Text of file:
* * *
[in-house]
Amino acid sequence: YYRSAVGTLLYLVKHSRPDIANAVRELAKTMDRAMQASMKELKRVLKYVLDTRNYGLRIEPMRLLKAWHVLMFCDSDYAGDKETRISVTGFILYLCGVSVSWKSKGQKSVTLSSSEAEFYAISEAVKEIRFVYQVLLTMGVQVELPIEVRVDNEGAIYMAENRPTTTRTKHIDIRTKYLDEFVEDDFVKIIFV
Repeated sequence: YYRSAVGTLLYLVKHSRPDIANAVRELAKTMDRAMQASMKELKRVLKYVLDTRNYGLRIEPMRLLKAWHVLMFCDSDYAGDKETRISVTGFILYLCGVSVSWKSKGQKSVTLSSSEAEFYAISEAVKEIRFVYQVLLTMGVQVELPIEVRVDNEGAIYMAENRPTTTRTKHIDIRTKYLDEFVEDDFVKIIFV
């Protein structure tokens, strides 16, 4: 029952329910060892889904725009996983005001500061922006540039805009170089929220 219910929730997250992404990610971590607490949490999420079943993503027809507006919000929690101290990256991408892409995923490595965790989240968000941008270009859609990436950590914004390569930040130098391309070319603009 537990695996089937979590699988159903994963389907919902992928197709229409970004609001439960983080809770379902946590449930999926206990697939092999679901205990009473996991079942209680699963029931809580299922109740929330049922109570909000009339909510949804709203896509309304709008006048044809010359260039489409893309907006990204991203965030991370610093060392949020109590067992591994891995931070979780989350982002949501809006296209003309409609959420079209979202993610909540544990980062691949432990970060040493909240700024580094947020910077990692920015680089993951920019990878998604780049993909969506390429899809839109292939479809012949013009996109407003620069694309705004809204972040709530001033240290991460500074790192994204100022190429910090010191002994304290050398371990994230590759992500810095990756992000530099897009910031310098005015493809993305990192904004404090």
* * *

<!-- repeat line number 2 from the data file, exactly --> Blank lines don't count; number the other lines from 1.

Amino acid sequence: YYRSAVGTLLYLVKHSRPDIANAVRELAKTMDRAMQASMKELKRVLKYVLDTRNYGLRIEPMRLLKAWHVLMFCDSDYAGDKETRISVTGFILYLCGVSVSWKSKGQKSVTLSSSEAEFYAISEAVKEIRFVYQVLLTMGVQVELPIEVRVDNEGAIYMAENRPTTTRTKHIDIRTKYLDEFVEDDFVKIIFV